Don’t let the artistic facade fool you—stock image studios are data-driven, machine-learning, tech behemoths, whose success is built on the ability to identify larger trends in all those customer image searches. But that doesn’t mean you need to crunch the numbers to stay ahead of the curve. The big image shops share insight into their data, picking out new trends that might still fly under the radar. We’ve scoured the blogs, trend reports, and data dumps from a dozen stock image sites and found nine trends you should be paying attention to.
For those of us old enough to remember, ‘90s zine culture feels like a distant relic. But for anyone under 30, zines have a certain retro cool. Hell, even Kanye “curated” a zine to promote his Yeezy Calabasas collection. Zine visuals are all about the (relatively) analog—images that have been literally cut and pasted before being photocopied on some Kinko’s workhorse. Naturally, the current zine trend has added a bit of gloss, but the teen spirit remains.
Millennial Pink is gone, forgotten, a thing of the past. If you want to get down with the kids today, get yourself some Gen Z Yellow. And like anything the kids are into these days, you can blame social media for its success.
It’s a “bright, attention-grabbing color that makes the perfect Insta-bait,” per Sara Maggioni, Director of Retail and Buying at trend forecaster WGSN. It also happens to be the logo color for Snapchat.
Maybe it’s the enormous Andy Warhol retrospective currently hanging at the Whitney, or perhaps it’s the increasing comic-book-ification of our entertainment options, but Pop Art is having yet another moment in the sun.
It’s an increasingly ugly world out there, which might explain the international appeal of kawaii, aka the Japanese culture of cuteness. Think Hello Kitty, bright blues and pinks, cartoon mascots, Takashi Murakami, and nursery-friendly imagery. Kawaii has actually been around since the ‘70s, time enough for seemingly countless offshoots to emerge—kimo-kawaii (creepy cute), busu-kawaii (ugly cute), guro-kawaii (grotesque cute), and ero-kawaii (erotic cute) among them.
The influence of another Japanese import, Marie Kondo, can be seen in these top down photos, envisioning a world where everything is in its right place. There’s a danger these images can tend toward clinical detachment, typically offset by a vibrant color palate and a dash of whimsy.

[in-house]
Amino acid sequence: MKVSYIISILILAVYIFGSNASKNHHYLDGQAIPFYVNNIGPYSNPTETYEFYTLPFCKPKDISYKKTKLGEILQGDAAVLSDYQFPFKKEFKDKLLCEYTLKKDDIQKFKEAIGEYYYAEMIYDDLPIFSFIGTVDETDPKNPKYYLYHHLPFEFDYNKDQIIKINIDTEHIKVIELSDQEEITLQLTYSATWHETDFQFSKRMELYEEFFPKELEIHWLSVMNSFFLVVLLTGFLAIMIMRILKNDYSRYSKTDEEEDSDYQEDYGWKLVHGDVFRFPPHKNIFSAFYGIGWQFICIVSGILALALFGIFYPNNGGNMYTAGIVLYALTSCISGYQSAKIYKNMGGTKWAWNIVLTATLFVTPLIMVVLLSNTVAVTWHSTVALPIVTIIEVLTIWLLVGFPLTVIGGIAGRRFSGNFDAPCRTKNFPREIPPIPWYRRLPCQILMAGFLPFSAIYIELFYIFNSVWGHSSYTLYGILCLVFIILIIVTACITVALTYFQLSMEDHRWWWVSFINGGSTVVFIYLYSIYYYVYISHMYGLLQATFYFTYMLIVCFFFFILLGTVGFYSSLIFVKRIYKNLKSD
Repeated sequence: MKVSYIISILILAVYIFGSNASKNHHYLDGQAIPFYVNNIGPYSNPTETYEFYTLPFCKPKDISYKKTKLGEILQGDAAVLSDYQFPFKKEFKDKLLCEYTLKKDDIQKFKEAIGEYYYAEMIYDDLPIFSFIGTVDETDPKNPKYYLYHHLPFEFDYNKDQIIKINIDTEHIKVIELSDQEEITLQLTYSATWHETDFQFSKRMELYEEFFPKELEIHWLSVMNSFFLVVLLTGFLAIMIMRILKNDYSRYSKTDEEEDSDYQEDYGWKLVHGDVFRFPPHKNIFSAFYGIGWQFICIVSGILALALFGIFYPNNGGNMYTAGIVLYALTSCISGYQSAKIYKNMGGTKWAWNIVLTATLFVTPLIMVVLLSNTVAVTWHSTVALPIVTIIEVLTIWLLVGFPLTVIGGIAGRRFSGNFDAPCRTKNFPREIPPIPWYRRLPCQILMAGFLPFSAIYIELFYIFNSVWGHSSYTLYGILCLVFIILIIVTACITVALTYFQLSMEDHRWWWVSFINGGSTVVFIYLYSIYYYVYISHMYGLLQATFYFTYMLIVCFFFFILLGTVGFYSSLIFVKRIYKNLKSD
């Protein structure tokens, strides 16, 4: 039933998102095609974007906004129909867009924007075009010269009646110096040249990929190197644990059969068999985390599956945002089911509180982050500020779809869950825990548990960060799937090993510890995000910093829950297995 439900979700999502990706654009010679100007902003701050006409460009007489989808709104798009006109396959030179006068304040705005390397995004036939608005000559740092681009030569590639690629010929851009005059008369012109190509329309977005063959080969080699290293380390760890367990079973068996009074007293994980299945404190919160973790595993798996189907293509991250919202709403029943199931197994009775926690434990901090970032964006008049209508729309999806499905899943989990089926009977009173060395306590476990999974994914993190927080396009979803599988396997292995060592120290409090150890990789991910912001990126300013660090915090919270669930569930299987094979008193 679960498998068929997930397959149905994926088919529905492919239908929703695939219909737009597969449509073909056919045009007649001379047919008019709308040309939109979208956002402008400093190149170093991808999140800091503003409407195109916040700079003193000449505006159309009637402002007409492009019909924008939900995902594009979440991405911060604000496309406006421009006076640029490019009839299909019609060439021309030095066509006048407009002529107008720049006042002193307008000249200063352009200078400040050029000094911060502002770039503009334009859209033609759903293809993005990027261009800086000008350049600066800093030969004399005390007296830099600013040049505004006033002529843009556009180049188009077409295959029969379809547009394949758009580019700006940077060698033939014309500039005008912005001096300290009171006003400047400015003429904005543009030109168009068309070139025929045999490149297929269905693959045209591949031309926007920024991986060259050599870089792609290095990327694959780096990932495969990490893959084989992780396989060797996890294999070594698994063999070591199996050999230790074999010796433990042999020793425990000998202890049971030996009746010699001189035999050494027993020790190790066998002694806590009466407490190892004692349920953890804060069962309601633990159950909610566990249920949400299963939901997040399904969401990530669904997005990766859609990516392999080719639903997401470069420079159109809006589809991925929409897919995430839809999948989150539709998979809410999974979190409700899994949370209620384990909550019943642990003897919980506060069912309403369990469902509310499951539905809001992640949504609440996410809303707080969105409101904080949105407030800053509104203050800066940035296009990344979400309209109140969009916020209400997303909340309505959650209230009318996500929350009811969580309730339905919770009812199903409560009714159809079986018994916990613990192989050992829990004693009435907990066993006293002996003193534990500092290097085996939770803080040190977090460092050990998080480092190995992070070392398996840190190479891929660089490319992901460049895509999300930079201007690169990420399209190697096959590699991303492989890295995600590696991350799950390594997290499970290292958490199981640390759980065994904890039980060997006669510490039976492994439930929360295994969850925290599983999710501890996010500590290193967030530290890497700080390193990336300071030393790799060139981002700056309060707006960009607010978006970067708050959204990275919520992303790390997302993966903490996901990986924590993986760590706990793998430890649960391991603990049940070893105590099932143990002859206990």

The conspicuous consumption of yesterday no longer carries the cultural cachet it once did—a reported 73% of millennial shoppers are willing to spend more for sustainable goods. Time for the gilded age of stock photography to give way to the ethically sourced and carbon neutral.
Social media’s relentless pursuit of “authenticity” has changed how we shop, how we eat, and how we travel. No longer hunting for souvenirs and staged photos, the modern traveller pursues authentic experiences. And that means the kind of gleaming travel-agent fantasias that gave us Fyre Festival are giving way to candid, intimate imagery that better reflects more reality than fantasy.
Plant-based eating is growing at an incredible clip. Gardening is getting a big boost in popularity, thanks in part to Instagram. The world, it seems, is hungry to see some healthy greenery in their life, and stock photographs are beginning to catch up.
Speaking of greenery, the increasingly decriminalized marijuana plant has outgrown its jam band stereotype and gone glam. Even high-end retailer Barneys is getting in the game, hoping to appeal to the “the Manolo Blahnik-wearing, marijuana-smoking crowd.”
And as the marijuana industry becomes more and more mainstream, the imagery around that wacky tobacky to change as well. Expect to see imagery of marijuana, CBD, hemp, and more popping up in unexpected places.